Enhanced global strategy for further reducing the disease burden due to leprosy
Questions and Answers
The current global strategy for control and elimination of leprosy as a public health problem is a continuation of WHO’s earlier strategies evolving with time and current epidemiology of the disease. During the 1950s, with the introduction of dapsone, the institutional treatment approach changed to domiciliary treatment of patients. With the introduction of multidrug therapy (MDT) in the 1980s, and its widespread implementation in the 1990s, a more ambitious concept of eliminating leprosy as a public health problem was introduced. The elimination strategy aimed at reducing the prevalence of cases registered for treatment to less than 1 case per 10 000 population at the global level. The goal was reached at the global level in 2000, and at the national level in most of the endemic countries in 2005
The current strategy - the "Enhanced Global Strategy for Further Reducing the Disease Burden Due to Leprosy 2011-2015", focuses on reducing the disease burden in terms of reducing the occurance of new cases and occurance of grade-2 impairments and disabilities. The strategy also addresses issues such as gender equity, human rights and initiatives to reduce stigma and discrimination faced by persons affected by leprosy and their families.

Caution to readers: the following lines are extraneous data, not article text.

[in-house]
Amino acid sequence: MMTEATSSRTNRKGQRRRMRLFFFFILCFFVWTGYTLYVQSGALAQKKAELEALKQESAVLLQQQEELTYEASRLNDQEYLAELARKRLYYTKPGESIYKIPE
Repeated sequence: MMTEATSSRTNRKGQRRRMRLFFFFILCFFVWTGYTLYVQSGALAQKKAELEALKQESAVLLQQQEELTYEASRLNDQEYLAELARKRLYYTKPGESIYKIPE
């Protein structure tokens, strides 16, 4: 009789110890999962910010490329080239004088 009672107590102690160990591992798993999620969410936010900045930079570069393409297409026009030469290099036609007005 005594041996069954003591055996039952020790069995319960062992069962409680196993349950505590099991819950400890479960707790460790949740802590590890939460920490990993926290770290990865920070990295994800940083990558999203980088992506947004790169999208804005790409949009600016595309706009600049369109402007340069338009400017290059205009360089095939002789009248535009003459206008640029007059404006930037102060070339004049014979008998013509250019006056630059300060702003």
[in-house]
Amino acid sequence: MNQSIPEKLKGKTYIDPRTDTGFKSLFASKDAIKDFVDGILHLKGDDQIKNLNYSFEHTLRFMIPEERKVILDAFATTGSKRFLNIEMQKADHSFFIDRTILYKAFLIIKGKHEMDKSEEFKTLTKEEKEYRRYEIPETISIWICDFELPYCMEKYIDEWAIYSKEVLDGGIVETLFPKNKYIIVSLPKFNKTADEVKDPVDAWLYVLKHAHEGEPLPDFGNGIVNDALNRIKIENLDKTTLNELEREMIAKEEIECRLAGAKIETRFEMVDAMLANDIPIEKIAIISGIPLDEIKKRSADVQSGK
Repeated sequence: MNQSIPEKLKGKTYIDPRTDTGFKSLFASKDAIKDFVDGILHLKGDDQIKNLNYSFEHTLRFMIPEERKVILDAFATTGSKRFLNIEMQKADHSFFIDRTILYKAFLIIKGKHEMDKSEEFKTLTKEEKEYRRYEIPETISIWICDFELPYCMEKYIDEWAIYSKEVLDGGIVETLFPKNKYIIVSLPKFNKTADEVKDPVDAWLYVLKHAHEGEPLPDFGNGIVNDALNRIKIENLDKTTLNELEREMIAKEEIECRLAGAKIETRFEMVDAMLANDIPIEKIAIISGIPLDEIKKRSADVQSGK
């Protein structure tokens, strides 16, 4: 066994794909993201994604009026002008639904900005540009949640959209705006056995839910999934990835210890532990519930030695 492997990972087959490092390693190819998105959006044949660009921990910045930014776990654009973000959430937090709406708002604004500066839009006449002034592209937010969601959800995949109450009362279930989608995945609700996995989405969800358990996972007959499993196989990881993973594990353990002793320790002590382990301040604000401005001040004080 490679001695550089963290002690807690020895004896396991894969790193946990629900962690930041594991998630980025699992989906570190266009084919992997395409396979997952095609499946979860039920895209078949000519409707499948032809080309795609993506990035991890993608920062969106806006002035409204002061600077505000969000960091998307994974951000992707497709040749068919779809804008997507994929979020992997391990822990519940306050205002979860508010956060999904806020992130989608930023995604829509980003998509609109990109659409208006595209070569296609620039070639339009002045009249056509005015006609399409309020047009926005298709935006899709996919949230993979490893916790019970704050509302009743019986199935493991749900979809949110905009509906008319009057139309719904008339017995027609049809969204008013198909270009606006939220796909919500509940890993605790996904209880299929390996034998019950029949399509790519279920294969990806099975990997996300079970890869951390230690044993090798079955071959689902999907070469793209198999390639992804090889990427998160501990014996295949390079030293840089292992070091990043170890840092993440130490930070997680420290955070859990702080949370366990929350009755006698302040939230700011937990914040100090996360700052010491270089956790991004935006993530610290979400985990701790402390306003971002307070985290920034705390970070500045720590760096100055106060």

It is important to explain to all the stakeholders the changes in WHO's strategies, technical improvements in the case management and new concepts currently being applied to reducing the disease burden due to leprosy. This Questions and Answers booklet is an attempt to provide clarifications and justification for decisions taken for introducing changes. It is hoped that the booklet will be of interest to a wide range of decision-makers, health professionals as well as members of the community. The booklet answers questions on the strategy for leprosy control, epidemiology of the disease, case management, including management of complications and many other questions that are frequently asked.